Case Description: This patient is a 66-year-old male with a history of atrial fibrillation, chronically anticoagulated with apixaban, who presented through emergency services after a fall. On presentation, computed tomography (CT) of the head showed a small, 6 mm right subdural hematoma, and the patient was neurologically intact. The hematoma was evacuated by burr hole craniotomy and placement of a subdural drain 12 days after the initial presentation due to worsening headaches and further hematoma expansion. Two weeks postevacuation, the patient was readmitted for seizures, and at this time, CT angiography showed no intracranial vascular lesion. Approximately 1 month later, the patient was readmitted for decreased responsiveness, and CT head at this time found right frontal intraparenchymal hemorrhage. On subsequent catheter angiography, the right frontal AVM was discovered. It was treated with preoperative embolization followed by surgical resection. Postoperatively, the patient followed commands and tracked with his eyes. There was spontaneous antigravity movement of the right upper extremity, but still no movement of the left upper or bilateral lower extremities.
Conclusion: This case emphasizes the importance of maintaining a high index of suspicion for underlying vascular lesions when evaluating intracranial bleeding, even in the setting of traumatic history, particularly in cases of hematoma expansion.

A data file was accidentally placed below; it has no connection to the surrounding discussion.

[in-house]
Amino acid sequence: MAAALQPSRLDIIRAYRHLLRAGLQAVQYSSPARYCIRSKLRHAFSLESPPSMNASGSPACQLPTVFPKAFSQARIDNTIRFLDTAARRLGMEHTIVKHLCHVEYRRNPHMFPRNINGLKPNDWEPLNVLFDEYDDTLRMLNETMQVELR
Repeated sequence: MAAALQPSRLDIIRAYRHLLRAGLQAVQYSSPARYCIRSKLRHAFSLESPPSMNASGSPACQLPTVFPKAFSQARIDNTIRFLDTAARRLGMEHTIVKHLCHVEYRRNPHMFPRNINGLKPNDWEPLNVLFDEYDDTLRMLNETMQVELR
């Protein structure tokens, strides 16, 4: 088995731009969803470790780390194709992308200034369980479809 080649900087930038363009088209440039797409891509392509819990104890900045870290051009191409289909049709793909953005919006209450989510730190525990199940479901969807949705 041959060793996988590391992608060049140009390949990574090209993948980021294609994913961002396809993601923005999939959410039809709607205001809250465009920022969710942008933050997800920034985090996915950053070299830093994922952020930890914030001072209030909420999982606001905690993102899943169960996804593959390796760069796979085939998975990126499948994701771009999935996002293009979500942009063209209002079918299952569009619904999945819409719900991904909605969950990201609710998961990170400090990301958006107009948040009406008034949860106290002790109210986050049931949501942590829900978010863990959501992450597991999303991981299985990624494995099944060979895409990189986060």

Keywords: Arteriovenous malformation, Intracranial hemorrhage, Subdural hematoma
Brain arteriovenous malformations (AVMs) are congenital aberrant connections between afferent arteries and draining veins with no intervening capillary bed or neural parenchyma. These are distinct from other cerebral vascular anomalies such as cavernous malformations and dural AV fistulas.[
The most common initial symptomatic presentation of AVM is hemorrhage, which is typically intraparenchymal, subarachnoid, or intraventricular, but less frequently can be subdural.[
In the following case, we present a patient in whom the diagnosis of AVM was missed on initial presentation for subdural hematoma (SDH), which was believed to be secondary to a traumatic etiology. The AVM was later diagnosed by catheter angiography after rupture and intraparenchymal bleed.